Gotham’s fallen hero

Matt Harvey's sacrifice didn't come without consequences

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Let’s begin with a few numbers:

Matt Harvey, according to Fangraphs, has been worth $107.2 million to the New York Mets. That’s just regular season work on the field. Let’s throw in another couple million for his very solid pitching in the playoffs and World Series last year (before going out for that ninth inning) — this, just one year after he came off Tommy John surgery and had a doctor and an agent suggest that he shut things down. Throw in whatever off-the-field value he might have to the Mets as the Dark Knight — for a while there he was the Mets’ singular drawing card — and we can round it up to a cool $110 million.

When this year ends, the Mets will have paid Harvey about $6 million.

That’s a tidy little 95-percent markdown for the old Metsaroos.

This is how baseball contracts work, of course. Good young players don’t get paid their value. Old players are vastly overpaid. It’s a long game. Kris Bryant leads the National League in home runs — he’s getting paid $652,000. Corey Seager is hitting over .300, he’s tied for third in the NL in hits and runs and has played every game at shortstop. He’s getting paid $510,000. Good salaries. A fraction of a fraction of what they are worth.

Meanwhile, Alex Rodriguez is getting $21 million and he’s got a .256 on-base percentage in the few at-bats he manages to get. Ryan Howard is hitting .151 and getting $25 million. Josh Hamilton is getting $28 million and can’t get on the field.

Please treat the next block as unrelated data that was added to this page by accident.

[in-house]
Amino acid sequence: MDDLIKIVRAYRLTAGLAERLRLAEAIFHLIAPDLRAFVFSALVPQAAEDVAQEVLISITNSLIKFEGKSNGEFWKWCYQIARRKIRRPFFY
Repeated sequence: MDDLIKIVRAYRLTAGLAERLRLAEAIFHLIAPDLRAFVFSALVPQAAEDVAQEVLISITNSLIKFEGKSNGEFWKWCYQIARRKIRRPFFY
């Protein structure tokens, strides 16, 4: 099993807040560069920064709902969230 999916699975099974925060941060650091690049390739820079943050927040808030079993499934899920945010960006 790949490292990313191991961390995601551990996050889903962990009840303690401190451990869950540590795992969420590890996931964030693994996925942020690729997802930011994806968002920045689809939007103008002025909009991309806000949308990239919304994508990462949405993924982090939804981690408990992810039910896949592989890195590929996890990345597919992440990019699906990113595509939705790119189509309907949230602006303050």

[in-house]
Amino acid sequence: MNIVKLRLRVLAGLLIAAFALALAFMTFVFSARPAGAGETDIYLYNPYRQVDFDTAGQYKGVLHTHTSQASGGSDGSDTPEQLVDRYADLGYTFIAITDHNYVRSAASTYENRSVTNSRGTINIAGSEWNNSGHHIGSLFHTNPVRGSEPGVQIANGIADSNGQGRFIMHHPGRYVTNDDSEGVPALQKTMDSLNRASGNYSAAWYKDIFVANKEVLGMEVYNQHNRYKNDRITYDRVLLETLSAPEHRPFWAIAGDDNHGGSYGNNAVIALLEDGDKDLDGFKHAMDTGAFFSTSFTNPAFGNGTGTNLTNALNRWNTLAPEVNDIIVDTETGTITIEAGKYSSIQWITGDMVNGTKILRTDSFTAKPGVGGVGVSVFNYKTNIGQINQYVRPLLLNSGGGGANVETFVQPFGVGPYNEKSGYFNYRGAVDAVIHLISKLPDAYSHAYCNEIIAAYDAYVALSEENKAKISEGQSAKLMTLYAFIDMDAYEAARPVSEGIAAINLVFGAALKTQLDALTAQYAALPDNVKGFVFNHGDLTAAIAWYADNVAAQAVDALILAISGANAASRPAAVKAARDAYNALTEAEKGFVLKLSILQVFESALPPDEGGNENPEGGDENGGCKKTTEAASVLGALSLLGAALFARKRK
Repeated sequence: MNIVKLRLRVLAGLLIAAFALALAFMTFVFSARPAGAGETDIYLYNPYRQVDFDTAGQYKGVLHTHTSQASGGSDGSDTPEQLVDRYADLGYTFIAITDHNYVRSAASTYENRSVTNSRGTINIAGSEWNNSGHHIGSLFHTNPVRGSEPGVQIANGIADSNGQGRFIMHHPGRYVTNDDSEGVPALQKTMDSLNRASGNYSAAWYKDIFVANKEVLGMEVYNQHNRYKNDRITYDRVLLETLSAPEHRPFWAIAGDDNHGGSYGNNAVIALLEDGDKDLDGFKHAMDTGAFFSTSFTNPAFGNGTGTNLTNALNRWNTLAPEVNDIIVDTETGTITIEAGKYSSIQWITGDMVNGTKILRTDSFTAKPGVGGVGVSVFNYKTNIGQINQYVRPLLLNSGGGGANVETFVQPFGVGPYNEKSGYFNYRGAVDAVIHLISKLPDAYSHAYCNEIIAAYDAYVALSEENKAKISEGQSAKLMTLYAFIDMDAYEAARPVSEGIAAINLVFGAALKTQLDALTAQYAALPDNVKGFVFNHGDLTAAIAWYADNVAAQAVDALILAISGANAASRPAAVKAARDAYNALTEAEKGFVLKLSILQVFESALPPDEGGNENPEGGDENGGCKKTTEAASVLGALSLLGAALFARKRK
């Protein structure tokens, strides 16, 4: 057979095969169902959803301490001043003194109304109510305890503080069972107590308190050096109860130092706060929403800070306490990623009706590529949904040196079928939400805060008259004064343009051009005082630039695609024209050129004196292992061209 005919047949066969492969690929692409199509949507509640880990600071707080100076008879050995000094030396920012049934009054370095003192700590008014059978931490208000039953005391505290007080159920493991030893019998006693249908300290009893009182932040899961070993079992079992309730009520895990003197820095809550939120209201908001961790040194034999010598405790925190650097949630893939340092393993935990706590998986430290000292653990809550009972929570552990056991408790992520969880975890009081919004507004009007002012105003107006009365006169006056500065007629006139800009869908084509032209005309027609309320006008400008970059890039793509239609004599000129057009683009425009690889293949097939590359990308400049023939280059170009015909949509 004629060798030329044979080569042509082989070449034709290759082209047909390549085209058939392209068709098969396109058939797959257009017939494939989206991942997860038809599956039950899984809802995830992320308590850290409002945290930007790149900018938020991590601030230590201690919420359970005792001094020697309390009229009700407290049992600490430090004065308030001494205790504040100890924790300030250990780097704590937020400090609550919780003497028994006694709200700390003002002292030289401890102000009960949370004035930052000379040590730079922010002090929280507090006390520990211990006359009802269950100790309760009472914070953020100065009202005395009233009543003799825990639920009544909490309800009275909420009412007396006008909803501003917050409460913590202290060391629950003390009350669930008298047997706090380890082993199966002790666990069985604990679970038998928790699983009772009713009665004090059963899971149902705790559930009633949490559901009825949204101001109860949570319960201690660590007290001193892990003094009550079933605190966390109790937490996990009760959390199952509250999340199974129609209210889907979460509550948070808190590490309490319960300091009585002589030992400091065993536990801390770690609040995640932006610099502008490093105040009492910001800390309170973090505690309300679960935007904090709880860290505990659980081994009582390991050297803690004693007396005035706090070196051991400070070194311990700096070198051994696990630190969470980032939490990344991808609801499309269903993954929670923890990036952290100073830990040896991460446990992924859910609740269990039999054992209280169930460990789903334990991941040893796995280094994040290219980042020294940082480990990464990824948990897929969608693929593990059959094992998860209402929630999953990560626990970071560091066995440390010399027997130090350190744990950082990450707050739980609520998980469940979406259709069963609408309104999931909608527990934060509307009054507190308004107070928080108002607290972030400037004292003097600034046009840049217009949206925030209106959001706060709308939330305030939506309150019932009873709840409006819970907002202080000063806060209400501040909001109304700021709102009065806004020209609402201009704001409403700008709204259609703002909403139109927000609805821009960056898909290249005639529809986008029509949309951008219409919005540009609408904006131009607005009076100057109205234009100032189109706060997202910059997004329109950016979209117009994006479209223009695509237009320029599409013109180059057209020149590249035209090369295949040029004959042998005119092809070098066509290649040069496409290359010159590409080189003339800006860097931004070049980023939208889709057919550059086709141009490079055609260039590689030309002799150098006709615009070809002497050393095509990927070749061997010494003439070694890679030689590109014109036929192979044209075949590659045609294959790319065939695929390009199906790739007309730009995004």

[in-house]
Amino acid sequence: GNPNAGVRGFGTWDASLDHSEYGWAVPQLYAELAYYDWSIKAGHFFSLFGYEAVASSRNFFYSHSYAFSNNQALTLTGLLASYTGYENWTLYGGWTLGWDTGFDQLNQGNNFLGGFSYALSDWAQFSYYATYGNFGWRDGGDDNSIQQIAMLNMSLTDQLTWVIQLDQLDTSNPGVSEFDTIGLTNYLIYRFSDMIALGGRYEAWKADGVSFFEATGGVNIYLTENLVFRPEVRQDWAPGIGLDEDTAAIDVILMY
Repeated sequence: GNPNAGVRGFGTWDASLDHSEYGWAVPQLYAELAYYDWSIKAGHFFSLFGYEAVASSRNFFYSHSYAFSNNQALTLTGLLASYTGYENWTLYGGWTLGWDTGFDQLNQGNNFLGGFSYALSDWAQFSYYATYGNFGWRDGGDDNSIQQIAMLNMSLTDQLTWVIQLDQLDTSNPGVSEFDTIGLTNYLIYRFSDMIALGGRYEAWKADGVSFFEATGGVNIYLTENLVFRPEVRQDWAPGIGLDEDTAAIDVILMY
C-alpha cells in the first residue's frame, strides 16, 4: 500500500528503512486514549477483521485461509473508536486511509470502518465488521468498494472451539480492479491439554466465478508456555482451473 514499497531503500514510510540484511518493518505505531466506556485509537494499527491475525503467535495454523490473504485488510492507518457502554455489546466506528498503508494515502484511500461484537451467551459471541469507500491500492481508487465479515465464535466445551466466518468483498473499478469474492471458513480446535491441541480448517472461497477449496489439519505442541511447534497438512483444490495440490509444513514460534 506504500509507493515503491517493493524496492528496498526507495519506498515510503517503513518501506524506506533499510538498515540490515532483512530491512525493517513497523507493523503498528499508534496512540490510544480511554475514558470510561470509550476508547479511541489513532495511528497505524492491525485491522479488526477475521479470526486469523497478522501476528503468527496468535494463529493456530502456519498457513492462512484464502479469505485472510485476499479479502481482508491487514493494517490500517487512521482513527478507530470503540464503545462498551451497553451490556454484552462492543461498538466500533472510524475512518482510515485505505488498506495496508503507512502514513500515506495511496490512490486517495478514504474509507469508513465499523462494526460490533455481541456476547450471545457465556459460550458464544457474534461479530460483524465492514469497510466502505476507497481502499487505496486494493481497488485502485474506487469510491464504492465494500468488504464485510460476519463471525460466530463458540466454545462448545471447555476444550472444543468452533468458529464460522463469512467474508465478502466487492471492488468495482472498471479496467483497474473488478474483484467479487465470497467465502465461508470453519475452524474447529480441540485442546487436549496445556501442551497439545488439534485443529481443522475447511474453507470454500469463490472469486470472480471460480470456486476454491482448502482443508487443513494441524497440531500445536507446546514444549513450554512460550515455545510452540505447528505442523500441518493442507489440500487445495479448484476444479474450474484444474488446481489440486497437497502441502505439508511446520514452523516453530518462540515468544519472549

Everybody knows this is how the game works but either (1) does not know how to fix it or, (2) does not believe it needs to be fixed. The idea is that the players will eventually make the money — that is to say it will all even out — assuming that the player can stay healthy and productive.

But the question is: Will it even out for Matt Harvey?

Last year, you might remember, Matt Harvey said that his surgeon, the estimable James Andrews, put a 180-inning limit on him because he was coming off Tommy John surgery. This inspired a Godzilla-in-Tokyo kind of panic because the Mets were contending for the postseason at the time and the idea that Harvey, like fellow Scott Boras client Stephen Strasburg, might shut things down and not pitch in the postseason was enough to create mayhem in Gotham.

The mayhem was so overwhelming that Boras — who, to his credit as an agent, has never been one to back down to public outcries — completely backed down after the season ended, calling the whole thing a “misunderstanding.”

“We were all baseball players,” Boras said. “We know you pitch in the playoffs.”

OK, that’s all well and good but then 2016 began and, from the start, Harvey flailed. His top-speed velocity was inconsistent. His location was even more inconsistent. Close observers worried that he was changing his arm slot, maybe to compensate for something. He kept telling everyone that he felt fine, better than fine, but things kept getting worse, and you could see it all backing up on him. He evaded the media after one terrible performance, sparking a New York tabloid firestorm. Then, in his last couple of starts, he only made it into the fourth inning. Thursday, it was revealed that he has symptoms consistent with thoracic outlet syndrome, which is essentially nerve damage in the shoulder. He could (and probably will) have season-ending surgery. There is also the option of blocking the pain and pitching through it, though this would only put off the inevitable surgery.